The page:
'Still in ruins': Turkey mourns first earthquake anniversary that left tens of thousands dead
ANTAKYA: Ravaged by grief, bearing torches, and holding up portraits of their lost families, thousands of earthquake survivors gathered in the pre-dawn hours on Tuesday for the first anniversary of Turkey's worst disaster of modern times.
At 4:17 am, the moment the first 7.8-magnitude earthquake set off a calamity that claimed more than 53,000 lives in Turkey and nearly 6,000 in Syria, the mourners gathered in the ruins of Antakya, an ancient city transformed into a deserted wasteland.
The night before, many of them had listened in tears to the local symphony orchestra play a memorial concert in a central square, surrounded by vast empty spaces where bustling neighbourhoods once stood.
Last year's February 6 disaster flattened swathes of cities across 11 southeastern Turkish provinces and parts of Syria, becoming the earthquake-prone region's worst catastrophe in centuries.
It displaced millions and forced hundreds of thousands to move into container camps, where they have spent the past year haunted by the past.
The trauma and bouts of rage spilled over when people briefly scuffled with the police, who tried to stop one Antakya procession with barrier fences, according to AFP reporters at the scene.
But the overall mood was much the same as it was when disaster first struck—overwhelming grief and lingering disbelief.
The survivors embraced, placing candles where their loved ones were crushed to death in their sleep.
"It doesn't feel like it was a year ago. For me, it feels like it was yesterday," said Eda Boz, 44, who was forced to move to the capital Ankara and returned to Antakya for the commemorations.
"My childhood friends and classmates lived in this building," Boz said. "We all knew each other."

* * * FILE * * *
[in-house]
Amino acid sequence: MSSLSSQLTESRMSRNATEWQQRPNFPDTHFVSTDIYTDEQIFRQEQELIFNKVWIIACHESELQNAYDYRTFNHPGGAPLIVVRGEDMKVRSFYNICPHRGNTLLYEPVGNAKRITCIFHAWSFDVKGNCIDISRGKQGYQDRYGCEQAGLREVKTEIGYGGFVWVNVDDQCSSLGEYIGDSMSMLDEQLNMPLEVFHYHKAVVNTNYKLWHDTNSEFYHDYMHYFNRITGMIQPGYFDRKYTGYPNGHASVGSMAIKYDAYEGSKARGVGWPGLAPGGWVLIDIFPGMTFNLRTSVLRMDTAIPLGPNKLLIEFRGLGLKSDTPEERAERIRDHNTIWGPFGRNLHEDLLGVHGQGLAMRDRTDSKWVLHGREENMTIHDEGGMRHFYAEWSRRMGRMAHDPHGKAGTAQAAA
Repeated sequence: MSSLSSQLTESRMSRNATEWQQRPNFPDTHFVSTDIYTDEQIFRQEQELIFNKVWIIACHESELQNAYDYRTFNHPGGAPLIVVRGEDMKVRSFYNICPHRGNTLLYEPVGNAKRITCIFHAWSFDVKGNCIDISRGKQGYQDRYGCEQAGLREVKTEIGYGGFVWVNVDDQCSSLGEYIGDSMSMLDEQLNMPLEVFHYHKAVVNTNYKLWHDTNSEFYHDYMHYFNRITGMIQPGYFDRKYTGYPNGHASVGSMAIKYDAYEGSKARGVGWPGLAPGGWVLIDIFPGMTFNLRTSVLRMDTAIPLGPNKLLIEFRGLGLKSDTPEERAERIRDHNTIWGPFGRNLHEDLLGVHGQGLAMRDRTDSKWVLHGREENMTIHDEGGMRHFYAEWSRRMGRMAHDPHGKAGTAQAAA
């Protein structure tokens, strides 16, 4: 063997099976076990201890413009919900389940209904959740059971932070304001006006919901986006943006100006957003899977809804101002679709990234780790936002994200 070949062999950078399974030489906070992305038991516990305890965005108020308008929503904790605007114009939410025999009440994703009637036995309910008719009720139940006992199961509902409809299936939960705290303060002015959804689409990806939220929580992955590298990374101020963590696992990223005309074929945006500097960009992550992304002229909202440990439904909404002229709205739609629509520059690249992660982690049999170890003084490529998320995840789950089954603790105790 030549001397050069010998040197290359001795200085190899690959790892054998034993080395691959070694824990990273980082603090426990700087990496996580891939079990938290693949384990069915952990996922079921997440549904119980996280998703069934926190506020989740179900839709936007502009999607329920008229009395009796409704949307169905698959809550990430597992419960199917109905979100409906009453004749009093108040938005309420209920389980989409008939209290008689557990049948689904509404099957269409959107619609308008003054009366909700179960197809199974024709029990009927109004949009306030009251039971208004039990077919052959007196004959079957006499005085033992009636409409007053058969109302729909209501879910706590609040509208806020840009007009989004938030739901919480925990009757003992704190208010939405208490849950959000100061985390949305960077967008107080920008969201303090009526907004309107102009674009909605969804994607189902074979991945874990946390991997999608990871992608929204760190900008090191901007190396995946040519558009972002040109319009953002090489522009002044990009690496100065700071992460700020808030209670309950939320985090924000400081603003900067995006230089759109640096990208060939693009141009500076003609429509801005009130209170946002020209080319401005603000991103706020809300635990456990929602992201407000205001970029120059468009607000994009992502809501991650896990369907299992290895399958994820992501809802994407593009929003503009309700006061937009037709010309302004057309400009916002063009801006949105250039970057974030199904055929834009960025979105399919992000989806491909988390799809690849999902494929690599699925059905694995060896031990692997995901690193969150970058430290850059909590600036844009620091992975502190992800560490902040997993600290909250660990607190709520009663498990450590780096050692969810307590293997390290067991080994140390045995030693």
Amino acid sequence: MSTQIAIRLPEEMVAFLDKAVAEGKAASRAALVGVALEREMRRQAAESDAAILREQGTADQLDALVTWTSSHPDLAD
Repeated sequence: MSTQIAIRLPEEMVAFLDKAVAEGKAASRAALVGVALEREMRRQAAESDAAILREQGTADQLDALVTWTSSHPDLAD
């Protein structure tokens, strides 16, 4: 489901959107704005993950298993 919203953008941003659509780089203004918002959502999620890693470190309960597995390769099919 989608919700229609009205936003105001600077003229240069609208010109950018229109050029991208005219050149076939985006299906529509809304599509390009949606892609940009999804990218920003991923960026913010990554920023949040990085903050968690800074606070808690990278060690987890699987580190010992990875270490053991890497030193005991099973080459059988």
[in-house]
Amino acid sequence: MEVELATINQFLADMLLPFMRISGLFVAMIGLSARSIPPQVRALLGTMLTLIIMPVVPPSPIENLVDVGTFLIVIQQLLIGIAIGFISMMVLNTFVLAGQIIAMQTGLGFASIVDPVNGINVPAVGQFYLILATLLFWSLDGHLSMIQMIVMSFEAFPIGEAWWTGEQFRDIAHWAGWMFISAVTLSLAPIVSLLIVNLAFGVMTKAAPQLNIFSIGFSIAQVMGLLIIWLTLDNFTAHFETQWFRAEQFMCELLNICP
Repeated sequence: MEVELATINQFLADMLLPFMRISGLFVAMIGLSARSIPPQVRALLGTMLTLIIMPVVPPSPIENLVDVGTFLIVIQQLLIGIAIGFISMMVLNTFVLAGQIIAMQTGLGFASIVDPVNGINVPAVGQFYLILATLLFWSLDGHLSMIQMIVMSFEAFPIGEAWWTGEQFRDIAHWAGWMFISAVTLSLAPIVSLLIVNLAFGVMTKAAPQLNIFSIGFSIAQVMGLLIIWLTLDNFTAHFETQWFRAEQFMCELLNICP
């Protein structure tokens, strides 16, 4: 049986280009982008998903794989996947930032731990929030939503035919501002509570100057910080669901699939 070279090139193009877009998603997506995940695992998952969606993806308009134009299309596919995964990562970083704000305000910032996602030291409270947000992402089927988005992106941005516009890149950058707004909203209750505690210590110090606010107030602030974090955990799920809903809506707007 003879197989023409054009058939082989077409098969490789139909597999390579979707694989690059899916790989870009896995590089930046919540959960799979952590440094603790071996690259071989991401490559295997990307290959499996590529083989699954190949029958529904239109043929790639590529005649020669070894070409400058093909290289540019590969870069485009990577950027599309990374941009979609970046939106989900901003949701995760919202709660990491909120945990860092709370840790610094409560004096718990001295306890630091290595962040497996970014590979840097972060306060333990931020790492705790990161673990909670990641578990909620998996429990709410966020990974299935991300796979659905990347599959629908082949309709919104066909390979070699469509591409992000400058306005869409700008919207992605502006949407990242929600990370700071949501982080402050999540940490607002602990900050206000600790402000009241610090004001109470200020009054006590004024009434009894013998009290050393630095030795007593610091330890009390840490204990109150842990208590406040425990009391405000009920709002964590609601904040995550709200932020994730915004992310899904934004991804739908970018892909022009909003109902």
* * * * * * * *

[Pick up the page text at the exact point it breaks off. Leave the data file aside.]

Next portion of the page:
'Millions of neighbours gone'
Gulhan Baklavaci, a 58-year-old whose eyes welled with tears as she inspected the remains of her old neighbourhood, said the scale of the disaster and people's grief was difficult to quantify.
"In the past, someone would die, and we would mourn them for years," Baklavaci said.
"Now, millions of our neighbours are gone," she said, referring to the people who have been displaced.
Around the same time, a similar gathering was taking place further to the northeast, in the city of Kahramanmaras, a provincial capital lying just 50 kilometres (30 miles) from the epicentre of the first big quake.
The initial quake lasted 65 seconds, followed by thousands of aftershocks, including a particularly frightening 7.5-magnitude one later that first fateful day.
A social media message urging people to attend the Kahramanmaras event called them "65 seconds, which were worth an eternity."
Turkish President Recep Tayyip Erdogan, who was expected in Kahramanmaras later on Tuesday, posted a social media message around 4:17 am, saying the tragedy "continues to burn our hearts as fresh as the first day."
Erdogan survived initial criticism about rescuers being slow to respond to the gravest emergency of his two-decade rule, winning re-election less than four months after the quake.
'No hope for future'
Erdogan has been pledging to rebuild the region and urging national unity, a message he repeated on Tuesday.
"Such great disasters and great sufferings are also turning points in which the strength of the unity, solidarity, and brotherhood of nations is tested," Erdogan said in his social media post.
"Thank God, our nation has successfully passed this painful and historical test," he said, adding that his government would not rest "until we build and revitalise our cities and bring the last citizen whose house was destroyed or ruined to a safe home."
But lingering resentment at both Erdogan's conservative government and opposition politicians who oversee more liberal cities, such as Antakya, runs deep.
Health Minister Fahrettin Koca was booed loudly by the Antakya crowd as he prepared to speak at one pre-dawn event.
And a large and angry crowd gathered around Antakya's opposition mayor, Lutfu Savas, when he made a brief appearance.
"Lutfu, resign!" they chanted, while security guards tried to keep a safe cordon around the mayor.
"A year has passed and the city is still in ruins," said Esat Gul, 19, who, like others, is furious at officials for awarding building permits for buildings that toppled like houses of cards in the quake.
"I no longer have much hope for the future," the student said.